Rowley agreed that neutral colors will be used as a backdrop to highlight the brighter shades. “On the runways this season, I saw a neutral foundation with hints of bright pink, apple green, turquoise, and yellow,” she said.

Cheng thinks the strong colors will range from melon to mustard. This is her first time showing at Coterie, and she looks forward to meeting boutique owners. “Last fall I booked over $100,000 by myself,” Cheng said.

Shoshanna Lonstein Gruss, creator of the Shoshanna label, is known for designing super-feminine frocks and this season is no exception.

“We did a lot of sequins, gold and silver beads,” she said, “but they’re all done in a very ladylike way.”

For Coterie, Lonstein Gruss said she will bring “tons of chiffon,” slipdresses, and her beloved swimsuit collection, featuring chocolate brown suits with turquoise beading.

The dressed-up look will be popular, but she also predicts the “jet-set bohemian look, that’s not at all hippie” will be a hot look.Laurie Chambers, president of the Los Angeles women’s contemporary label, So Low, anticipates a shift to looser fitting, but still flattering, bottoms. Like Smilovic, she agreed that longer skirts would dominate the market. “There is quite a bit of demand for drapier fabrics,” Chambers said. “The demand for sporty products will always exist, but I do see a shift towards something more sophisticated.”

Business has been booming for So Low. “We’ve tripled the size of what we were last year,” she said. “At Coterie this year, I expect to do $500,000 in three days. In the days to follow, we’ll do much more.”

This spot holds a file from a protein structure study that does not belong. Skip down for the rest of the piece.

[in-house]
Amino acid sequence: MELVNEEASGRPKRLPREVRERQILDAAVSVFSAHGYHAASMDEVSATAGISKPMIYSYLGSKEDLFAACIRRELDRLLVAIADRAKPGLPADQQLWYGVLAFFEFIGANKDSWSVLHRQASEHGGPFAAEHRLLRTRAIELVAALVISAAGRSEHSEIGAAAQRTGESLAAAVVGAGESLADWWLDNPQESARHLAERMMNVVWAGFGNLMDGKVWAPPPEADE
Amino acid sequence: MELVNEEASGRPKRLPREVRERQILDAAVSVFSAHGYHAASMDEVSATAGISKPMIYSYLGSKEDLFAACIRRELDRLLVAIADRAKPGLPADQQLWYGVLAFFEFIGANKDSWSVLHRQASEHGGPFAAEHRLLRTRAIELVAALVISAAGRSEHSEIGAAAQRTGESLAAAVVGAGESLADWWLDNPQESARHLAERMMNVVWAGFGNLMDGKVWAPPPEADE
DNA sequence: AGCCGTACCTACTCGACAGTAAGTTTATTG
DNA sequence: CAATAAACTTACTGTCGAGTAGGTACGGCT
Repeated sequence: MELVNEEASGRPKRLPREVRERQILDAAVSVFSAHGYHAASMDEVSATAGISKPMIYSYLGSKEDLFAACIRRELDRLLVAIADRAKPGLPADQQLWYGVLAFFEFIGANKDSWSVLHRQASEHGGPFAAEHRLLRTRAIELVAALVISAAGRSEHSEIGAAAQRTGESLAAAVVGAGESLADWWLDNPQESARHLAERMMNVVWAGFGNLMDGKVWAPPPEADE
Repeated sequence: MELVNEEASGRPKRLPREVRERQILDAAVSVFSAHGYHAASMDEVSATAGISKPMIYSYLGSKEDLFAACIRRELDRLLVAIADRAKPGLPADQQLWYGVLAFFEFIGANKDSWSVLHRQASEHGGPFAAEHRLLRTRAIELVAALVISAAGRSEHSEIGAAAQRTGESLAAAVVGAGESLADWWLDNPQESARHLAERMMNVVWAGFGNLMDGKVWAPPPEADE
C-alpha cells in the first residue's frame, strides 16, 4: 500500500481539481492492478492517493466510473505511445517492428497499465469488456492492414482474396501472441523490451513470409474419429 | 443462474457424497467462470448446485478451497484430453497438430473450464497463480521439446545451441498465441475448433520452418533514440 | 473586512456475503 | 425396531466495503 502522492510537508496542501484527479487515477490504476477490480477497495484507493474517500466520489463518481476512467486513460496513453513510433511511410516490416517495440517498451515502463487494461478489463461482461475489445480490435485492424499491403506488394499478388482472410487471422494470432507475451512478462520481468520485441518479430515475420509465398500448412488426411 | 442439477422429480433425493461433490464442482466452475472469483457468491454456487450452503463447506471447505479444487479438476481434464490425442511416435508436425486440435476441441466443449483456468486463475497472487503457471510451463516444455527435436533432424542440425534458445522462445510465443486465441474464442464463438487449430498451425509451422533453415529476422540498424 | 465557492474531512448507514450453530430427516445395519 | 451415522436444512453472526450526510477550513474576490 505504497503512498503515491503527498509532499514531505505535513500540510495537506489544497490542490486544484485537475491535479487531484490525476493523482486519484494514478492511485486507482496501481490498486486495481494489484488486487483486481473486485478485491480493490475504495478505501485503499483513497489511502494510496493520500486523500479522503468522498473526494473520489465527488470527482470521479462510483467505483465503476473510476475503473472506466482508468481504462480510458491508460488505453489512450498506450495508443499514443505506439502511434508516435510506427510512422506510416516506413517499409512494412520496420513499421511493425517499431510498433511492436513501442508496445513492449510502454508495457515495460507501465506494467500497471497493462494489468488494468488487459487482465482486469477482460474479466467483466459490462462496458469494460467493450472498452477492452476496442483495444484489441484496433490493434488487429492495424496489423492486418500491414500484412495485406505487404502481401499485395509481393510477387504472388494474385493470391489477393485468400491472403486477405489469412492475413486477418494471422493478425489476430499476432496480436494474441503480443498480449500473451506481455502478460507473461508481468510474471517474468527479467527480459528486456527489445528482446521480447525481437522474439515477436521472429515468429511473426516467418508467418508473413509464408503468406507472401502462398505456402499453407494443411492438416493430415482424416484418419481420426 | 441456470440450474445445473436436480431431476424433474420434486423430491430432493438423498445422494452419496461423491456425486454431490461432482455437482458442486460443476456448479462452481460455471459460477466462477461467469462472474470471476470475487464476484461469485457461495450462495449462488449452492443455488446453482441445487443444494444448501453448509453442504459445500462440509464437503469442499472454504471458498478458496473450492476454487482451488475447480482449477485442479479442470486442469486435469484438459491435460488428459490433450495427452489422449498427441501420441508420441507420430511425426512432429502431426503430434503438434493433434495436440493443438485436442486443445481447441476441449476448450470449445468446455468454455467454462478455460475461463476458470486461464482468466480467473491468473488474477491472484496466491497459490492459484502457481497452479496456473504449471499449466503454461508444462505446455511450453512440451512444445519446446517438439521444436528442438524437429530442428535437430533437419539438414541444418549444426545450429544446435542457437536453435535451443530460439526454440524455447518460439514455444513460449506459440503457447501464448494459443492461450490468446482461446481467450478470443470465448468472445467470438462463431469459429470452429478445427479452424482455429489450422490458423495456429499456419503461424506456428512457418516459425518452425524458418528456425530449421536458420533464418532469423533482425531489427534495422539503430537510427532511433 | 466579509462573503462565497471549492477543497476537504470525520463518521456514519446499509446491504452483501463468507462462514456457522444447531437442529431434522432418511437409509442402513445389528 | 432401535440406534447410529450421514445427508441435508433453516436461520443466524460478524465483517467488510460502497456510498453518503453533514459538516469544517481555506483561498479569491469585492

So Low plans to showcase double-faced terry-cloth fabrics, with neutral colors on one side, bright colors on the reverse. Stripes and retro floral prints will also have a presence in So Low’s collection.

In the denim world, more polished looks from brands like James Jeans and Seven For All Mankind will be offered.

“On the West Coast, distressed jeans are really popular, but they can’t be in style for that long,” said James Chung, owner of James Jeans.

At least he hopes not. James Jeans is introducing a line of more subtle distressed looks along with a set of clean-cut classic washes. “When a person puts together a wardrobe, the top is where you want to draw the eye,’’ he said. “We’re known for fit.”

James Jeans has been an unstoppable force in the denim world. Since its launch on Jan. 15, sales have hit $30 million. “Now we’re in our sophomore year,’’ Chung said. “Every brand is pushing the envelope. You need to be very set on your defining look.”

Tim Kaeding, design director for Seven For All Mankind, said this spring will be its biggest collection. “We’re focusing on new washes and new fits, like the wide-legged Mojo and the high-waisted Jagger.’’

Kaeding said denim companies are stepping it up to include more high-end varieties of denim. “Denim, especially this season, is getting softer and more luxurious,” he said. As most firms seek to replicate the vintage look, Kaeding said Seven For All Mankind will go in the opposite direction. “We’re doing really sleek and sophisticated.”Coterie plays a major part in the release of the collection, Kaeding said. “It’s where we first showcase the collection every season. It’s our starting point.”